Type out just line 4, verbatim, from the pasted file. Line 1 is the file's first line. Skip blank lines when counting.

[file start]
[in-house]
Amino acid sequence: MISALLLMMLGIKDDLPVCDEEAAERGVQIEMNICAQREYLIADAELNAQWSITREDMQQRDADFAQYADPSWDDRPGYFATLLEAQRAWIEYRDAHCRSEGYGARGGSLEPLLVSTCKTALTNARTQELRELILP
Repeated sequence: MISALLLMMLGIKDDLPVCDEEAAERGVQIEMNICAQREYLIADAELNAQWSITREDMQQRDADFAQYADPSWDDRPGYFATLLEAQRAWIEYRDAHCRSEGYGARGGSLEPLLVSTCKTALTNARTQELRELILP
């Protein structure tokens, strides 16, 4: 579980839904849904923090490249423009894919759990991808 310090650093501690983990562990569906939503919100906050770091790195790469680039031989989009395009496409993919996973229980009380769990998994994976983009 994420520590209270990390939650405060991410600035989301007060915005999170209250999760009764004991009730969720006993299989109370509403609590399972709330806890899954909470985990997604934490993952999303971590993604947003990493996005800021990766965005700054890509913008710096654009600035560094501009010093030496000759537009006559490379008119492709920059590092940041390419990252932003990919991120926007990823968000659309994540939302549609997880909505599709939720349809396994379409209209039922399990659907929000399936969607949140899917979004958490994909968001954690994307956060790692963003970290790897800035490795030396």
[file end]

């Protein structure tokens, strides 16, 4: 579980839904849904923090490249423009894919759990991808 310090650093501690983990562990569906939503919100906050770091790195790469680039031989989009395009496409993919996973229980009380769990998994994976983009 994420520590209270990390939650405060991410600035989301007060915005999170209250999760009764004991009730969720006993299989109370509403609590399972709330806890899954909470985990997604934490993952999303971590993604947003990493996005800021990766965005700054890509913008710096654009600035560094501009010093030496000759537009006559490379008119492709920059590092940041390419990252932003990919991120926007990823968000659309994540939302549609997880909505599709939720349809396994379409209209039922399990659907929000399936969607949140899917979004958490994909968001954690994307956060790692963003970290790897800035490795030396």